INTRODUCTION: document collections (corpora) for evaluation of information retrieval (search engine) systems are pretty often behind a paywall. A notorious example is the TREC conference (http://trec.nist.gov/). Apart from money, they ask for affiliation, making the data unavailable for the hobbyist/open-source. A few older corpora exist (http://www.daviddlewis.com/resources/testcollections/reuters21578/) but these are "antique" in ways that make then less useful for the evaluation of current systems. Others like the Wikipedia dumps(1), the European Union multilingual corpora (2)(often used in automatic translation) or the RFCs (3) could be used but are not standard in the research community.

QUESTION: does any open text document corpus of a decent size and quality in English exist, that is widely used for evaluation of information retrieval systems? The widespread usage puts the result of one's own evaluation into a meaningful context.


You might look at How can I Share my Data Sets Without Worrying About Copyright Issues?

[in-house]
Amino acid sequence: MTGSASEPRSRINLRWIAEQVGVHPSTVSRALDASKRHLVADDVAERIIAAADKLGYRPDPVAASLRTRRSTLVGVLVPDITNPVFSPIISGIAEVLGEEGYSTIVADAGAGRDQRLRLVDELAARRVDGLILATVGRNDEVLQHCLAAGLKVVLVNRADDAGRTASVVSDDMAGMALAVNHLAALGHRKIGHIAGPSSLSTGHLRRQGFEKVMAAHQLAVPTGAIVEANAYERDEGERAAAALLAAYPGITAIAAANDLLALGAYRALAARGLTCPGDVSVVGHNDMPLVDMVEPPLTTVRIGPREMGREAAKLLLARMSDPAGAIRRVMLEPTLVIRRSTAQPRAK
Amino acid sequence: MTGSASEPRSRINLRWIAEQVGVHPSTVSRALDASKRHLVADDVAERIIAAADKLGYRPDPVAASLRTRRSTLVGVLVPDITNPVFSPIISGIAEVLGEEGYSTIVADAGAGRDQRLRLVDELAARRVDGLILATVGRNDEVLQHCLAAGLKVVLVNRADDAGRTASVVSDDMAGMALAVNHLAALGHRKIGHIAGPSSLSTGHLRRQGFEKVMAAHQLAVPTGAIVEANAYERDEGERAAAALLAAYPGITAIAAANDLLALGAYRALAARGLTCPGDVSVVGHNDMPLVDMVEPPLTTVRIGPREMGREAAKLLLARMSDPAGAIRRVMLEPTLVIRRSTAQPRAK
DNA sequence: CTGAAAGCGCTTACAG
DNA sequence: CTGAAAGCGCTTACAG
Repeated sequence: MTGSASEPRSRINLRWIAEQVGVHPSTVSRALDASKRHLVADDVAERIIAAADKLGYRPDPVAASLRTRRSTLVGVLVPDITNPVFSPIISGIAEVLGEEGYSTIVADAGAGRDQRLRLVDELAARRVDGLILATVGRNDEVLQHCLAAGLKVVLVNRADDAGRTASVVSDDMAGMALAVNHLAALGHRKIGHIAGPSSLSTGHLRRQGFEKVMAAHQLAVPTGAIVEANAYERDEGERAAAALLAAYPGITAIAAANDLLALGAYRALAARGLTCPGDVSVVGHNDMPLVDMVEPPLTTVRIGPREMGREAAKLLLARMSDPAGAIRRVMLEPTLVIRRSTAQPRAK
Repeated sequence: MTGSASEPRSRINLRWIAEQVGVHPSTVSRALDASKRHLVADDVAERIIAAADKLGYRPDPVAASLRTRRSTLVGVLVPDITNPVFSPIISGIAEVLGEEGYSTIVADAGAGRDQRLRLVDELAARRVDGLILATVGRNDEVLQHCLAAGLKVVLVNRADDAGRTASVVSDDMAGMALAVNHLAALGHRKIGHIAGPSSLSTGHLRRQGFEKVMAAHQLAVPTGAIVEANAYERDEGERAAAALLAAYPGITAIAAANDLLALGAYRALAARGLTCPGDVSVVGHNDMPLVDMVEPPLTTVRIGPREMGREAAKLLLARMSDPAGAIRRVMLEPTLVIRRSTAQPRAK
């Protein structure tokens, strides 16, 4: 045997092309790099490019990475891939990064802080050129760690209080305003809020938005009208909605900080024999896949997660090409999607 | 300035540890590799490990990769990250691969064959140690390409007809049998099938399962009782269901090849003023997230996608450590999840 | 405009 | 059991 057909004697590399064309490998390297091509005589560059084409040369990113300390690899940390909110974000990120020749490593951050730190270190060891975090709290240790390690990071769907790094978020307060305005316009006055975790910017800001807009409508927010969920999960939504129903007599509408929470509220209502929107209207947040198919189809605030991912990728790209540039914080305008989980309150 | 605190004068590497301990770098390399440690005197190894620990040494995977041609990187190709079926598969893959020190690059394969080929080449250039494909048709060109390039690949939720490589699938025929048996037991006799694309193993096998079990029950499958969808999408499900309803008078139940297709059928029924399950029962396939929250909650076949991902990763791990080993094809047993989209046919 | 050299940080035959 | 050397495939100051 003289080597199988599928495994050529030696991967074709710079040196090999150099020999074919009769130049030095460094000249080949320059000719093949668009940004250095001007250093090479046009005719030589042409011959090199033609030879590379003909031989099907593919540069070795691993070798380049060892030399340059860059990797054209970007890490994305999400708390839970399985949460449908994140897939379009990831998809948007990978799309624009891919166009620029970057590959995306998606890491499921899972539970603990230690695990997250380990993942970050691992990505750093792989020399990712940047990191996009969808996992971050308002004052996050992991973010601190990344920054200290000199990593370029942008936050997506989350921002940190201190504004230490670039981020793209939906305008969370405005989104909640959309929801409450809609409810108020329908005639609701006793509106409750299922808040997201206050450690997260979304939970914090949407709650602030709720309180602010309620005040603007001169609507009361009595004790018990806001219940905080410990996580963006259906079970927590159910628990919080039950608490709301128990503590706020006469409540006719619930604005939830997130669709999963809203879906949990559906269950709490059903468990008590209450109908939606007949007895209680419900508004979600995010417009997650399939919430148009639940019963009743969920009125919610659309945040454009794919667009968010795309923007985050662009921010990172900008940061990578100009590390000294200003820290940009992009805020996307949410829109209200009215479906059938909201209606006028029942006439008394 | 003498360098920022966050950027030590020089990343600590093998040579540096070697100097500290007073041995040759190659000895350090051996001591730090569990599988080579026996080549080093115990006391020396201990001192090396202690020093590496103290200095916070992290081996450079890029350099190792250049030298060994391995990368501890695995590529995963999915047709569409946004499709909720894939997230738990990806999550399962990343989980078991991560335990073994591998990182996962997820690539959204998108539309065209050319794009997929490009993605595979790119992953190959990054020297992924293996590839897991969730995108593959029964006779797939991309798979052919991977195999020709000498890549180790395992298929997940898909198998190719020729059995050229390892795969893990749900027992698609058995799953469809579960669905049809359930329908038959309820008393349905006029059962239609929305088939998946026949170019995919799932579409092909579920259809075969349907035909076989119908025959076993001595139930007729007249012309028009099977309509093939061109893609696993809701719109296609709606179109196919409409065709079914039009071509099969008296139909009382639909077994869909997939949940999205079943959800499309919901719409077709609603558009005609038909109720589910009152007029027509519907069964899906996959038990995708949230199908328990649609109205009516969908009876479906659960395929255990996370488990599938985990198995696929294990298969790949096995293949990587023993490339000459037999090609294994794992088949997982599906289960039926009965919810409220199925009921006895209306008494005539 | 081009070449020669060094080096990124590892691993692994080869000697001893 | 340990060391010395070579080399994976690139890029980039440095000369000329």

I don't know if the author is willing to share or not. He was concerned about copyright issues.

  • Well, a corpus of open-license text would be a first step. A lot of sources with a permissive license come into mind (Wikipedia, Project Gutenberg, Usenet etc.). The question is how to make that corpus community standard? – Jason Doeson Sep 22 '15 at 7:30
  • The first step would be to define a community. Then decide who is going to be the arbiter of that community's standards. – pndfam05 Sep 22 '15 at 14:07
  • ..........SIGIR – Jason Doeson Sep 23 '15 at 10:34

If you're interested in Twitter search, you can prep your own tweet IR collection using the open tools described on the TREC Microblog (MB) 2011/2012 pages. The test queries and judgements are also openly available from TREC, as is the tool for evaluating (trec_eval)

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